- Experience in delivering transaction support to the financial sector can be useful as a bridge between technical E&S findings and recommendations, and the requirements and limitations of the fund manager.
It is also important to consider the scale and geographic spread of the consultant’s capacity in terms of the company’s operations and the fund manager’s location. It is important that the consultant(s) can cover all relevant facilities and supply chains, especially if they are spread over a region and these are material to the scope of the work required.
It is not only the organisation’s experience and track record that is relevant, but the capacity of the individual staff members proposed for the work. Fund managers should follow a similar approach to selecting appropriate consultants for commercial or market diligence. They should:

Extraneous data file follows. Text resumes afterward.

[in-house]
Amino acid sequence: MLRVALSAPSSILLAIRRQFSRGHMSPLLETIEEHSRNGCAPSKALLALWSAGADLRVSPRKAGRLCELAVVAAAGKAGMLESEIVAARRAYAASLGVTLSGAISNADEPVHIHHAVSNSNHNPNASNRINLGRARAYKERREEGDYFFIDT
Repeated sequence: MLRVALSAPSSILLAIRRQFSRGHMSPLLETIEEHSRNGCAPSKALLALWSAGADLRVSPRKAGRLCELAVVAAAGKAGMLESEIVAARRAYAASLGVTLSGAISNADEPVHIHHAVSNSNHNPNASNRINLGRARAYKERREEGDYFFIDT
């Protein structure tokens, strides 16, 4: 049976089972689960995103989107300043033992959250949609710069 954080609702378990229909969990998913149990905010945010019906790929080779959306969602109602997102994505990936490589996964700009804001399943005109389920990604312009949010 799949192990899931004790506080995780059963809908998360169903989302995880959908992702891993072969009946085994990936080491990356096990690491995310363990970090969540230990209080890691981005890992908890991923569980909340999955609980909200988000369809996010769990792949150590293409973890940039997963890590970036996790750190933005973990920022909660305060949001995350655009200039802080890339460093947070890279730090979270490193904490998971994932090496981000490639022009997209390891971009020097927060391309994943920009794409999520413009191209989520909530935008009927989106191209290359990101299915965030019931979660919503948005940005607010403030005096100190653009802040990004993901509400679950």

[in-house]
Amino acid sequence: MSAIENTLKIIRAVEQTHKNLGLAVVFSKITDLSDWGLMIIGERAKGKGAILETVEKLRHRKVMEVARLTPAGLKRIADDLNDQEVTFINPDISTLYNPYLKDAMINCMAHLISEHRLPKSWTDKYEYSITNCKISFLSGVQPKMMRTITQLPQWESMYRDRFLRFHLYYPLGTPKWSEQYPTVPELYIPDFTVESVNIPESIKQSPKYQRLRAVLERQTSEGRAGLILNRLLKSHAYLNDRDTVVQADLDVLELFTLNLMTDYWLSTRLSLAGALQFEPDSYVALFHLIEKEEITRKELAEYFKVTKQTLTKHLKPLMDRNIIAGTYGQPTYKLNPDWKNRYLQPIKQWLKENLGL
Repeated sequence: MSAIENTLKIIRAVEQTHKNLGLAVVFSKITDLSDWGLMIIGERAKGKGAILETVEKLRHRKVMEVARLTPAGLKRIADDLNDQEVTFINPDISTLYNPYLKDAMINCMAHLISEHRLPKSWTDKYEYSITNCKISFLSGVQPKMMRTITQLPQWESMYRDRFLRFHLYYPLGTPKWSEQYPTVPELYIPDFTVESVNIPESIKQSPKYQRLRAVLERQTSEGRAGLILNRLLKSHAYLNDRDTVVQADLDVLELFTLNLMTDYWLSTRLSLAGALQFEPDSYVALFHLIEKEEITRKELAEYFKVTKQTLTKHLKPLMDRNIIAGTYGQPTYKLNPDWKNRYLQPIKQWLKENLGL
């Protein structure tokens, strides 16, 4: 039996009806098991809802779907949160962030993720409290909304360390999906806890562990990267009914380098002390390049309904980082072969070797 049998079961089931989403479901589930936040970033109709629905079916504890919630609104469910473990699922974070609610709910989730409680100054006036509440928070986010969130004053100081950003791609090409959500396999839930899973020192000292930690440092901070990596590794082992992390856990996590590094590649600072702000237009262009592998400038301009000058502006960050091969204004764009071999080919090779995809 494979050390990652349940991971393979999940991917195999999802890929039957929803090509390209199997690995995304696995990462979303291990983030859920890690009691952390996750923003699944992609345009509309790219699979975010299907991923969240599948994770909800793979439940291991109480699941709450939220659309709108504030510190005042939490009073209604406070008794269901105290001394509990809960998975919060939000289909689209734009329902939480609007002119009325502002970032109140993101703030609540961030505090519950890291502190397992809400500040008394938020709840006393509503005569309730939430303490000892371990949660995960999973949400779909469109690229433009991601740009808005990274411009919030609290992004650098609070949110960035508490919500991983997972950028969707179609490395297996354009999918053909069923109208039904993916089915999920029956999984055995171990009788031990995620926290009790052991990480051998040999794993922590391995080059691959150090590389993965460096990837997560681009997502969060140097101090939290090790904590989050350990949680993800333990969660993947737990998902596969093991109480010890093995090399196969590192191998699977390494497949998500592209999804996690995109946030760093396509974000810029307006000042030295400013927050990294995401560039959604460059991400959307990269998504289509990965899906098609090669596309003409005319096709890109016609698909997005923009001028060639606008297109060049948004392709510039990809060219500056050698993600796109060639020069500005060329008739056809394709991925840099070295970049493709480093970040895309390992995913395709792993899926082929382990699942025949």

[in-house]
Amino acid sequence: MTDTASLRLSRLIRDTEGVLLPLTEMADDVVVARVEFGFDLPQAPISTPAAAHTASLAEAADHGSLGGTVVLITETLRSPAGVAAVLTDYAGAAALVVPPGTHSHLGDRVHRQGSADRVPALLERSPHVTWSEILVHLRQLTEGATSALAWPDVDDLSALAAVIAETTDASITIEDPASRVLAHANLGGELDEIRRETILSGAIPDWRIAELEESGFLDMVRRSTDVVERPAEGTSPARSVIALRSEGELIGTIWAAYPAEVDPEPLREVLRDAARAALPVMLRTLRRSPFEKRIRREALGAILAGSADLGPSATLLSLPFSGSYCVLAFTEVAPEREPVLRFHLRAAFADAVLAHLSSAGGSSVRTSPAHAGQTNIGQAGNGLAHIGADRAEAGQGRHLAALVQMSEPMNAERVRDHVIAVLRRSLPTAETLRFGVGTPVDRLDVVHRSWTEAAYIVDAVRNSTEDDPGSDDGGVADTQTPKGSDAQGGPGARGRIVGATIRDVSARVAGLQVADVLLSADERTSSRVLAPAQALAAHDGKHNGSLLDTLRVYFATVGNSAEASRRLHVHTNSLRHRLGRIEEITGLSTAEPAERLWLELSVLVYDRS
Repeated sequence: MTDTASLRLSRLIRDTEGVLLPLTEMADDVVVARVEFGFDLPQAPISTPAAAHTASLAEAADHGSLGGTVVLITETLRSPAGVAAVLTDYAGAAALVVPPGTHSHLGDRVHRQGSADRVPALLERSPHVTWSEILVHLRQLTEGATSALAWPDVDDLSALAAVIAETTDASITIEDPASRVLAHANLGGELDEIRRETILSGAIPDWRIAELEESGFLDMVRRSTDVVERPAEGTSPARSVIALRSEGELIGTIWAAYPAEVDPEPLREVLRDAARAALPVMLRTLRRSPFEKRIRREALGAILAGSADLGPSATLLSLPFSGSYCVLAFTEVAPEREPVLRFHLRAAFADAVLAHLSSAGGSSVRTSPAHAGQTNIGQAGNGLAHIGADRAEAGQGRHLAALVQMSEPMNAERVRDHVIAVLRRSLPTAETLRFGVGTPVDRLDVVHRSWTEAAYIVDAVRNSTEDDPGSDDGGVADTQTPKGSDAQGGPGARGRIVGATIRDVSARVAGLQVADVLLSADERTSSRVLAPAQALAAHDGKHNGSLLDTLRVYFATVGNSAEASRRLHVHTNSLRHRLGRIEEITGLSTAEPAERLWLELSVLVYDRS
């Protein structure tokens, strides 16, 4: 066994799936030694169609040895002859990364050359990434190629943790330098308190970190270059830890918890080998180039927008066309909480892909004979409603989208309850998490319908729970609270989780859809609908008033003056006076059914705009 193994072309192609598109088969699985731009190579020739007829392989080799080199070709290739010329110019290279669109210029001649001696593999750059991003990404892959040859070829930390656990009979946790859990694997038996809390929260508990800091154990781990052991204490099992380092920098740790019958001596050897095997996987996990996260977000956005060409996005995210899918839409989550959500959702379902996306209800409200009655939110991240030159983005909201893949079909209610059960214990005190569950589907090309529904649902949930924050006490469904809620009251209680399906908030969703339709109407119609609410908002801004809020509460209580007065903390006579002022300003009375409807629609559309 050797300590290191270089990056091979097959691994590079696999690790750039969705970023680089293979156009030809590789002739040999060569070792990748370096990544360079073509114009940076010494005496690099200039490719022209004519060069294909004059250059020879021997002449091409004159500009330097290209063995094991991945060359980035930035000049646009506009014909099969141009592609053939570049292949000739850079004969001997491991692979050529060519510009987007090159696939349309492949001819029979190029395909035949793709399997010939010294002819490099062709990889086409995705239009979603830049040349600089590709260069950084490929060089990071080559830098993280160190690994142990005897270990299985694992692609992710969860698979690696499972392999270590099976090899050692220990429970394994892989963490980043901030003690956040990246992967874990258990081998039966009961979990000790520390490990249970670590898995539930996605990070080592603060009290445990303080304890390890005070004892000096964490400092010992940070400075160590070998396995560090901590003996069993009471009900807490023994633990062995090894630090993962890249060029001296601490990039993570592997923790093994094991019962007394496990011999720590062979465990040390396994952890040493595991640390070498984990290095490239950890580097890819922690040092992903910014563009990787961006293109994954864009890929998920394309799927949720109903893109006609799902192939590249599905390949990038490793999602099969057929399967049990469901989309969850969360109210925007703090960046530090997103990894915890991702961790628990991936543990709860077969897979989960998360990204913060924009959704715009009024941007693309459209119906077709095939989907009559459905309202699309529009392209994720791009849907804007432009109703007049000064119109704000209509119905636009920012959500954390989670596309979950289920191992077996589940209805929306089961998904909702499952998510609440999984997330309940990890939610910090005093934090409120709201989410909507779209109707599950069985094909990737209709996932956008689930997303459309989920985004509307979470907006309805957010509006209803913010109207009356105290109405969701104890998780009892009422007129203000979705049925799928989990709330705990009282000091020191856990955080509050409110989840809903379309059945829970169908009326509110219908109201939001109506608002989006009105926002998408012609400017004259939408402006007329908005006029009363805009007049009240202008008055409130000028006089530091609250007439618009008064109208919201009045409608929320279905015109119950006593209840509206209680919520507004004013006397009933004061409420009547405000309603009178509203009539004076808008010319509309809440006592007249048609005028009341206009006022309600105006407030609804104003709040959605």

- Ask for CVs/resumes of the staff proposed for the work. Look for technical credentials and the relationship with the firm (e.g. are they an associate as opposed to permanent employees) and evaluate the competencies of who is doing specific tasks.
- Ask who will be performing the different tasks such as desk research, site visits and final report review.
- Understand whether the consultancy will commission any additional locally-based expertise or partners for additional insight. Again, be clear on who will be performing the different tasks, and under how much supervision. Also check on the capacity of any locally based experts engaged.
- Ensure that at least one senior manager will take responsibility for the work and be the point-person for project management.
- Ask to see examples of previous similar work (this is unlikely to be possible for a due diligence exercise).
- Ask for references from other clients.